UN urges Syria cease-fire to suppress COVID-19
Orient Net 2020-03-25 08:56:00
The UN special envoy for Syria on Tuesday (March 24) appealed for a "complete, immediate nationwide" cease-fire in Syria to enable all-out efforts to suppress the novel coronavirus in the war-torn country.
Geir Pedersen, in a statement from Geneva, acknowledged a call last week from UN Secretary-General Antonio Guterres for warring parties throughout the world to immediately halt all fighting to enable the "human family" to tackle its common enemy -- COVID-19.
"Today, I am appealing specifically for a complete, immediate nationwide ceasefire throughout Syria to enable an all-out-effort to suppress COVID-19 in Syria," said Pedersen.
SNHR report said that approximately 15.2 million people have been forcibly displaced since March 2011, of whom nine million have been displaced inside Syria, while nearly 6.2 million have been displaced outside Syria.
The report added that 226,247 civilians, including 29,257 children and 16,021 women were killed since March 2011, with 91.36 percent of this total killed at the hands of the Assad-Russian alliance militias, adding that the disproportionately high percentage of the death toll among children and women.
He warned that Syrians were acutely vulnerable to the novel coronavirus, as healthcare facilities "have been destroyed or are degraded" due to conflict now in its ninth year.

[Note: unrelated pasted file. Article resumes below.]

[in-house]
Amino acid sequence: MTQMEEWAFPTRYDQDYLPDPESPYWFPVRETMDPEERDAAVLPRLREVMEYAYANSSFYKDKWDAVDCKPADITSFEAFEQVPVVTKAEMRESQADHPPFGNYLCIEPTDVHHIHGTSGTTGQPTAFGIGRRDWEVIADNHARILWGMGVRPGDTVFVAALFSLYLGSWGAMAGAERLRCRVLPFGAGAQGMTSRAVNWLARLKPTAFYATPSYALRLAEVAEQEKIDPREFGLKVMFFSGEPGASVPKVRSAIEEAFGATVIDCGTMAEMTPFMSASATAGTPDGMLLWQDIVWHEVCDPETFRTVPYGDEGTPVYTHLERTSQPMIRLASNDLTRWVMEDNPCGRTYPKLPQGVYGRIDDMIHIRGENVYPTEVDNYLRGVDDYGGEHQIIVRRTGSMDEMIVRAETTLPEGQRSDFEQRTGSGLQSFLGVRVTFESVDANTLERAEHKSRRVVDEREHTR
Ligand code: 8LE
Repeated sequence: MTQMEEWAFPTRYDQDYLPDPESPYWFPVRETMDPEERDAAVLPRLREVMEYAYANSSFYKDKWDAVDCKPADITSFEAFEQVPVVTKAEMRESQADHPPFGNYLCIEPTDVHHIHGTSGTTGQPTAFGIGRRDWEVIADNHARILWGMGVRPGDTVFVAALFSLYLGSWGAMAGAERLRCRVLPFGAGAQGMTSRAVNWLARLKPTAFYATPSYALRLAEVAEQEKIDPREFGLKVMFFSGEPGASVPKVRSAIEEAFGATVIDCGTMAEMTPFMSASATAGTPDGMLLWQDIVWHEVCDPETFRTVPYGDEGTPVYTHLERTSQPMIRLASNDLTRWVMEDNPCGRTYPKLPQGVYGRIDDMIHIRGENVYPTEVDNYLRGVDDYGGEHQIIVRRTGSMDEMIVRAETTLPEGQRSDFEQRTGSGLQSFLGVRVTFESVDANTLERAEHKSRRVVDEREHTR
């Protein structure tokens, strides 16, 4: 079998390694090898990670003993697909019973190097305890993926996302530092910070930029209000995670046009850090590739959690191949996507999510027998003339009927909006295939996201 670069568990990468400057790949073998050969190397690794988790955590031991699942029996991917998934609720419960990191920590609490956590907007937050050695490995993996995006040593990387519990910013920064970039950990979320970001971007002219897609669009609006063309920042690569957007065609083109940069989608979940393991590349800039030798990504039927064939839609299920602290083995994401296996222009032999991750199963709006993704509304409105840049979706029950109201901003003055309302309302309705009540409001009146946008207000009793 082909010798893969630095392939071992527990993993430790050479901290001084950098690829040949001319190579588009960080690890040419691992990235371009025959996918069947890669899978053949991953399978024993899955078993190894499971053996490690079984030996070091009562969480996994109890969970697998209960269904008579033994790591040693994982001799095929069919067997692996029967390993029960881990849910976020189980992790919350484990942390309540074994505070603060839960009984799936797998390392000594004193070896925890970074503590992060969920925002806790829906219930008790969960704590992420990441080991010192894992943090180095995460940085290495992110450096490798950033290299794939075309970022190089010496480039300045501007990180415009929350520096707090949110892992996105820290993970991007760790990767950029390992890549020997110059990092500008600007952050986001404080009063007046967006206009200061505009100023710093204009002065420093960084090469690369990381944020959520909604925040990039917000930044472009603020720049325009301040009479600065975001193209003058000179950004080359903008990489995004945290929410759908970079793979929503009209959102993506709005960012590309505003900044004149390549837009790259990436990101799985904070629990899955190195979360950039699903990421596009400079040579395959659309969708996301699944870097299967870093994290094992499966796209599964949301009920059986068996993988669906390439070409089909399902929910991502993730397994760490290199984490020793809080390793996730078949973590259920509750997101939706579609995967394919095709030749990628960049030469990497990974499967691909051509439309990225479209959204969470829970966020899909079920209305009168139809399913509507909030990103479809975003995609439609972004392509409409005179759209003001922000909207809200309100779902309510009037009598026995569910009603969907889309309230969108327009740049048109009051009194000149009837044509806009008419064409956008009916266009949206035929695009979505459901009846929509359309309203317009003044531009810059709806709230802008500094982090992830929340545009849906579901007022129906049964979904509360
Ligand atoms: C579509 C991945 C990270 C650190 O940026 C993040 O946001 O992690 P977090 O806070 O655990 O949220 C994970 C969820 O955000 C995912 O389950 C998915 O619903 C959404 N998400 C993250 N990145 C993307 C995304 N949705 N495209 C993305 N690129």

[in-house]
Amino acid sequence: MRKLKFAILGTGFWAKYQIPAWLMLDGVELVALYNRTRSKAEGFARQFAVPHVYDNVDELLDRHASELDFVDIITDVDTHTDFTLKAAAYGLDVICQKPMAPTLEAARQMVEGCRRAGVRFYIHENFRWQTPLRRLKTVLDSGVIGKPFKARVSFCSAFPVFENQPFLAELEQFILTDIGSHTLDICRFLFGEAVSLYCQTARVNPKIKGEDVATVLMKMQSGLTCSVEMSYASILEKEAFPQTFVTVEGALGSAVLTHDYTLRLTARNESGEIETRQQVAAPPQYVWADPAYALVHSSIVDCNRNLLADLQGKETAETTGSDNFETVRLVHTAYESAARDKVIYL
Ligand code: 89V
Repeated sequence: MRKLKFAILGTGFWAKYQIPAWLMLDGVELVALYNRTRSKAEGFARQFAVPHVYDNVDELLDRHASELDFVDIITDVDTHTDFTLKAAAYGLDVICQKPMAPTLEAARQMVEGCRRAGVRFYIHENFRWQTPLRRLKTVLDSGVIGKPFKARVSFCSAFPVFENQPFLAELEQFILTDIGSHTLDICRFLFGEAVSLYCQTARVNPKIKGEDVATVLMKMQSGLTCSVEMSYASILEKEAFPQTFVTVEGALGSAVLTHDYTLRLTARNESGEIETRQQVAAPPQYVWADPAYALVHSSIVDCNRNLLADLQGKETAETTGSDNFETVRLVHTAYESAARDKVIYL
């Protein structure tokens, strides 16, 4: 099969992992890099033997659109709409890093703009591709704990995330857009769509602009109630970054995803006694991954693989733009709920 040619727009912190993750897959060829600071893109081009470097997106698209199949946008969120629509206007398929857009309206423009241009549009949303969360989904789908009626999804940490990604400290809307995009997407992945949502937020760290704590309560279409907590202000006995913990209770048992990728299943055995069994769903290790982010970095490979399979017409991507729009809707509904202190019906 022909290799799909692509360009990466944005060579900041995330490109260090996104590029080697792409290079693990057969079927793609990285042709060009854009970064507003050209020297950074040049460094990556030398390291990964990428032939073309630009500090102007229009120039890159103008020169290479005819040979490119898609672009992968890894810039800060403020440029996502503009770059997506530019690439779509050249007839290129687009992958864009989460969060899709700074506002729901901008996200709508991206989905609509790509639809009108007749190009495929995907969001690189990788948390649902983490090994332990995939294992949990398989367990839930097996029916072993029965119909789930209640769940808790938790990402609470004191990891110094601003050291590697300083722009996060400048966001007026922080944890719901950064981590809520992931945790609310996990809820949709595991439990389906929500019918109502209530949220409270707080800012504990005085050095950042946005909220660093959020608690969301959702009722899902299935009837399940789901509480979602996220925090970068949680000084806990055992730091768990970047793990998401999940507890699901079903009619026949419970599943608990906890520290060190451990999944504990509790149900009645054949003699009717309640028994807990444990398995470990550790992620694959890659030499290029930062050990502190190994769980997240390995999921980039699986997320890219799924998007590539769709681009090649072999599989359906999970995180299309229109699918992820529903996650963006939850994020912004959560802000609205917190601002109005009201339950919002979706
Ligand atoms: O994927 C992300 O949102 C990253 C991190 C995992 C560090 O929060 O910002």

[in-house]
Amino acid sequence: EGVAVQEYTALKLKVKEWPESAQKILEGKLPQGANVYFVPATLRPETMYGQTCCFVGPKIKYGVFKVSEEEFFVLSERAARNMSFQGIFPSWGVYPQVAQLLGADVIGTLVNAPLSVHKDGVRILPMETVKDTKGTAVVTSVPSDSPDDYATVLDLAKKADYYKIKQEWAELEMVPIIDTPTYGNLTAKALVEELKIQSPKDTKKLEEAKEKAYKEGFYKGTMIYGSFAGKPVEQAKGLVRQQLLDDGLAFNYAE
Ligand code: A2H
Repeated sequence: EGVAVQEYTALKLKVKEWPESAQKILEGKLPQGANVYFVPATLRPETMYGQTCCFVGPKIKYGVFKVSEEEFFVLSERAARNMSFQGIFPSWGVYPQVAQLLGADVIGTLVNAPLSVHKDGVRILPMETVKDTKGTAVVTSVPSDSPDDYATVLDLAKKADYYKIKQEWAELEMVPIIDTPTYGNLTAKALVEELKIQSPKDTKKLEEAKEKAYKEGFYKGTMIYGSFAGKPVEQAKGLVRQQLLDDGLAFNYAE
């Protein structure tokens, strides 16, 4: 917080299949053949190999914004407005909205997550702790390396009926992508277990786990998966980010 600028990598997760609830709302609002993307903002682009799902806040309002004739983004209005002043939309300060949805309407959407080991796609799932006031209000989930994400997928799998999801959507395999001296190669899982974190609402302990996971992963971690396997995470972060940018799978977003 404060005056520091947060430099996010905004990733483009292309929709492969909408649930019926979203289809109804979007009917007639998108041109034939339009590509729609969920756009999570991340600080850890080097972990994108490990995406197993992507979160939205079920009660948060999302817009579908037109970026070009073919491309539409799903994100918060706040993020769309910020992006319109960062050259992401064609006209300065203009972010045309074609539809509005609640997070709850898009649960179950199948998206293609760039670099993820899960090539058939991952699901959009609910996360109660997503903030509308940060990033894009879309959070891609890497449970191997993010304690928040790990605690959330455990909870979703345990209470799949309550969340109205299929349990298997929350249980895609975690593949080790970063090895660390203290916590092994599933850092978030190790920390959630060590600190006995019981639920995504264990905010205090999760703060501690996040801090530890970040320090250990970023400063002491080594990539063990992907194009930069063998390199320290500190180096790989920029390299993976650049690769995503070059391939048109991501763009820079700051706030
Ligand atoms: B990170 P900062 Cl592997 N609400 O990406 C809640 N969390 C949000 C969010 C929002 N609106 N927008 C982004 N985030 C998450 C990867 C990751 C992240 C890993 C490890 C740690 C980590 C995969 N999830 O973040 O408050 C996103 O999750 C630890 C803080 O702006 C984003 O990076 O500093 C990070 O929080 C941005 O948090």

"There is a shortage of key medical equipment and health professionals," he said, adding that many internally displaced people and refugees, as well as detainees and abductees, were living in hazardous conditions.
"I have real concerns for the impact on Syrian women, who are already at the forefront of existing health and community support systems," said Pedersen.
"This common threat knows no boundaries. It does not discriminate," he warned, adding: It does not care whether you live in areas controlled by the Assad regime or other areas.
The way to confront danger is for Syria's "long-suffering people" to have a sustained period of calm throughout the country, respected by all parties.
"Recent cease-fire agreements have de-escalated violence in northeast and northwest Syria, and this is welcome," noted Pedersen, saying that these remained fragile and that renewed violence could erupt at any moment.
On March 5, Turkey and Russia agreed on a cease-fire to halt fighting in northeastern Syria.
"This would have dire implications for Syria and for the global response to COVID-19 at large."
For that reason, a long-called-for nationwide cease-fire is needed now more than ever, Pedersen said, citing UN Security Council Resolution 2254.
"It must be respected by all parties," he added.
The virus that emerged in Wuhan, China, last December has spread to at least 169 countries and territories.
According to Johns Hopkins University's Coronavirus Resource Center, more than 396,000 cases of COVID-19 have been confirmed worldwide, with over 17,250 deaths and over 103,000 recovered.
Based on AA